You have presented some cool cops in this movie. The picture of policemen shown in this movie is entirely different from the mainstream perception. Why is it so?

My brother in law is a policeman. He is a very nice person. All the policemen I have met in Kerala are cool, normal people. There is a perception that policemen and armymen are all stiff, serious people. It is wrong. I have come across very friendly policemen who crack jokes and behave like a commoner. All the policemen shown in this movie are normal government officers with all the limitations related to their job. All Keralites have a similarity in their attitude and approach towards society. Policemen are no different.

What challenges did you face in completing your maiden directorial venture?

A still from the movie

The main problem when you direct your own movie is that, there will be many difference between what you wrote down in the script and what you actually watch on screen. Completing first movie is the biggest hurdle for any director. Many unexpected problems will rise as you proceed with your plans. What we faced was not merely a problem but a catastrophe. It was the 2018 August flood. We had to change the very formula of our movie inorder to cope up with the loss we suffered. However, I have tried my level best to make it as closer to what I had in my mind.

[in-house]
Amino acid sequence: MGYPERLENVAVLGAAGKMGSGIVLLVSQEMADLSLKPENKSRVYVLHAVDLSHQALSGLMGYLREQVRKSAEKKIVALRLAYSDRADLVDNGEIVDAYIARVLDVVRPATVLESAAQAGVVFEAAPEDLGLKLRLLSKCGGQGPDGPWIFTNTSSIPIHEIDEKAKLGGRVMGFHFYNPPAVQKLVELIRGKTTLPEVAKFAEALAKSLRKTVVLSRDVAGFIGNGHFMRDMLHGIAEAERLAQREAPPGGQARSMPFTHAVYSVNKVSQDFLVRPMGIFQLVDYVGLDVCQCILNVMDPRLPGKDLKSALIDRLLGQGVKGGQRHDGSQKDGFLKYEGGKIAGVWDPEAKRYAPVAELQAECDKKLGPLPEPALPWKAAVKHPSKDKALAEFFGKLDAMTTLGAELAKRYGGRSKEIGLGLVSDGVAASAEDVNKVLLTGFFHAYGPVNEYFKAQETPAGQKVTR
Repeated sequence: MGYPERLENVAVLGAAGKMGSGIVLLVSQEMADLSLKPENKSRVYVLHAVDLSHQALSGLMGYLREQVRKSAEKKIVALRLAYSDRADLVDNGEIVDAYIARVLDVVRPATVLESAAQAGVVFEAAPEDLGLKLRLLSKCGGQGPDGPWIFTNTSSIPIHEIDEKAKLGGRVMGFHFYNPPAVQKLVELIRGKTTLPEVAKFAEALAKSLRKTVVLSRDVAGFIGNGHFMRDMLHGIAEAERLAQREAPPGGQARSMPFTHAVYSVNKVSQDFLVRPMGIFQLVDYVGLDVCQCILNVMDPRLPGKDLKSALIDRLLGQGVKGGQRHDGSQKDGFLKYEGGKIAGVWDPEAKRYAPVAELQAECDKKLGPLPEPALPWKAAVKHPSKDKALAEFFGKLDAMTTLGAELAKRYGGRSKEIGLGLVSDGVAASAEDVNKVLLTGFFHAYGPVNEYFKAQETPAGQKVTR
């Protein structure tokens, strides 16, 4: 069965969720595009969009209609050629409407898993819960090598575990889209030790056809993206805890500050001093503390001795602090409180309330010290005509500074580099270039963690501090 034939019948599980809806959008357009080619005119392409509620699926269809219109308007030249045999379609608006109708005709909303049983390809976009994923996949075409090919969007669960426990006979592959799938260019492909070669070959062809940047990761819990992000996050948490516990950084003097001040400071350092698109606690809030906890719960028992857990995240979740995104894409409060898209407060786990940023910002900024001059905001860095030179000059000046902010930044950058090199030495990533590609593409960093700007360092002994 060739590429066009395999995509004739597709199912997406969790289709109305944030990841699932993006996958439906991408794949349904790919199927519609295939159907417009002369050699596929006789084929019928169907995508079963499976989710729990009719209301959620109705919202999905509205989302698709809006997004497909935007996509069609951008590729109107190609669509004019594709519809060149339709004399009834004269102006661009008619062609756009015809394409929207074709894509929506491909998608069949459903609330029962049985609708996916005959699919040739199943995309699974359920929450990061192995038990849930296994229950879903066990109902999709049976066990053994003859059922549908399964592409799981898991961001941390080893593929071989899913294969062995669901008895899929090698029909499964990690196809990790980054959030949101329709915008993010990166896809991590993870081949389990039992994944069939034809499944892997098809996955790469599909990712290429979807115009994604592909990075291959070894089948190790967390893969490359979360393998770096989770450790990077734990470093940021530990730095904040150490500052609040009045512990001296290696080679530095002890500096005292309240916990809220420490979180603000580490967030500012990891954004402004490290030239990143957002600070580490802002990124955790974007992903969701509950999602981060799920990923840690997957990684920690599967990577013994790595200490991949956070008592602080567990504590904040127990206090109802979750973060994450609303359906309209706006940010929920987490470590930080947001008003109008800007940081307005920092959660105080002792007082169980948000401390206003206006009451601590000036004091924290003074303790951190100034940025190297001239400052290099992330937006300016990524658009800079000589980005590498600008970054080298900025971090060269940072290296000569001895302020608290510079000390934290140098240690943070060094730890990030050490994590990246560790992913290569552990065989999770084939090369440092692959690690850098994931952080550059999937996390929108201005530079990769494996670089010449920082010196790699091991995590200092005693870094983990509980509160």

What do you look forward to accomplish in your filmmaking career?

I wish to direct movies that entertain the audience. I promise you that my movies will not make you ponder serious topics once you go home. You may enjoy my movies the way you would read a short story or a comic strip. I station myself in an entertainment space. I request the audience to watch 'Varthakal Ithuvare' in the theaters so that I can proceed with further directorial ventures.